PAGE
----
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Inside Washington (01/20/2010)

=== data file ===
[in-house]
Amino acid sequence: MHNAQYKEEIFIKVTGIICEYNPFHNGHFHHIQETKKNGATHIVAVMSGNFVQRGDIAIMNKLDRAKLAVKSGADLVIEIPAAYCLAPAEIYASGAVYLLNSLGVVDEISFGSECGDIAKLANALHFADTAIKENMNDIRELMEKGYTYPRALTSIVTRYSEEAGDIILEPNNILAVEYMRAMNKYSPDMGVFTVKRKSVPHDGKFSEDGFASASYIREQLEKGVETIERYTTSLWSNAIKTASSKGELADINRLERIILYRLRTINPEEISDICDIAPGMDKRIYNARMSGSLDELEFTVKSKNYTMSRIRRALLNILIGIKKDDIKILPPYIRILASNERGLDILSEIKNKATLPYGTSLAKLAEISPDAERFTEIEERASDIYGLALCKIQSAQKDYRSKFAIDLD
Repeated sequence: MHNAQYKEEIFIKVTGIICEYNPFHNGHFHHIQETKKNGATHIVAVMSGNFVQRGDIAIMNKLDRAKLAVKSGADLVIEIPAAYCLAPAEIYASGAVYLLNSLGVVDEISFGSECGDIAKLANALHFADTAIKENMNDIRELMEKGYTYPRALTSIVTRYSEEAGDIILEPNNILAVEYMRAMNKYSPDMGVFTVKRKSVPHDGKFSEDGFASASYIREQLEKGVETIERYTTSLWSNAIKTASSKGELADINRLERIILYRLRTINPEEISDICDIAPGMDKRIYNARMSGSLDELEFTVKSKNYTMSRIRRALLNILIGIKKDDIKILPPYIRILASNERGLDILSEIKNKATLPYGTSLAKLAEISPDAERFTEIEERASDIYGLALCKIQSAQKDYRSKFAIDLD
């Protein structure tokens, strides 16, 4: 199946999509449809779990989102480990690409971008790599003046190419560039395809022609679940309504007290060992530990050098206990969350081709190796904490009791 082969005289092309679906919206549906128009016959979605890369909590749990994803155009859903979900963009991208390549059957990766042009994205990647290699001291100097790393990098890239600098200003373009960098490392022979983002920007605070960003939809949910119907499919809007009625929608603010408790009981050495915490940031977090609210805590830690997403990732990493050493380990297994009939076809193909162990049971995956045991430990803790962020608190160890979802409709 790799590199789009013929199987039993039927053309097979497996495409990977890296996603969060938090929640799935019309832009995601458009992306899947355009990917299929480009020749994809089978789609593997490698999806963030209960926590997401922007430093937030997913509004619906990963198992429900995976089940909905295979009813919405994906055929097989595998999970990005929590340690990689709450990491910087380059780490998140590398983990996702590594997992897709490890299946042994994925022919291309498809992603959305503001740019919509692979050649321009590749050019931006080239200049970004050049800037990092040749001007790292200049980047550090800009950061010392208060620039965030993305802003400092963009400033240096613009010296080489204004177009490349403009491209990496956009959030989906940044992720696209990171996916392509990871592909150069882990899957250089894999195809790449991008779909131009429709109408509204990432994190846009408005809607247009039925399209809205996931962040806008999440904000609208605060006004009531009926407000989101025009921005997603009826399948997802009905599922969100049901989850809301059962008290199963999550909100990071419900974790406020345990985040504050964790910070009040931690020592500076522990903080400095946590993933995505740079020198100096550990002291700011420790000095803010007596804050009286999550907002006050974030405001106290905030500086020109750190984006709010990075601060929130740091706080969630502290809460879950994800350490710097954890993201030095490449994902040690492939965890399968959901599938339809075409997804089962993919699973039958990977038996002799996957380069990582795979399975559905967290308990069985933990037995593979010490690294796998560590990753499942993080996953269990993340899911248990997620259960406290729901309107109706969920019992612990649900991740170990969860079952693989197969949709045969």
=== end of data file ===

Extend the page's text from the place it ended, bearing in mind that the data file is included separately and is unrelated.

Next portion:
* WASHINGTON (1/21/10)—The Federal Housing Administration was expected to release tighter standards yesterday for loans to qualify for its guarantee. (The New York Times Jan. 19). Included in the changes will be: a higher initial insurance premium, 2.25%, up from 1.75%; sellers will be banned from offering as much assistance to help buyers cover closing costs; and the ceiling for assistance will drop to 3% of a property’s value, down from 6%, among other things. The new standards are intended to bolster the FHA’s financial position, as well as to screen out unprepared borrowers. As of the end of 2009, the FHA was insuring more than a half million seriously delinquent loans, out of a reported total of 5.8 million single-family residences with a total loan balance of $750 billion... * WASHINGTON (1/21/10)—The Federal Deposit Insurance Corp. (FDIC) is seeking comment on ways its risk-based deposit insurance assessment system could be tweaked to reflect risks that might be posed by certain employee compensation programs. In a Jan. 19 Federal Register document, the FDIC indicated it does not seek “to limit the amount which employees are compensated, but rather is concerned with adjusting risk-based deposit insurance assessment rates to adequately compensate the (Deposit Insurance Fund) DIF for the risks inherent in the design of certain compensation programs.” By doing so, the FDIC intends to provide “incentives for institutions to adopt compensation programs that align employees' interests with the long-term interests of the firm and its stakeholders, including the FDIC.”... * WASHINGTON (1/21/10)) — In a recent speech in New York, a top Federal Reserve official kept up the drumbeat of Fed support for preserving, and even expanding, the central bank’s role in overseeing the country’s financial system. New York Fed President William Dudley, in remarks to the Partnership for New York City, said the Fed system has the experience and expertise needed to continuously monitor three areas that need it: large systemically important financial institutions, payments and settlements systems, and the capital markets. On Capitol Hill, the House has approved a bill that retains the Fed's supervision powers and gives it broad authority to rein in systemic risk. However, the Senate has yet to act on a bill and in that chamber there is bipartisan support to strip down the Fed’s role to setting monetary policy. (American Banker Jan. 20)…


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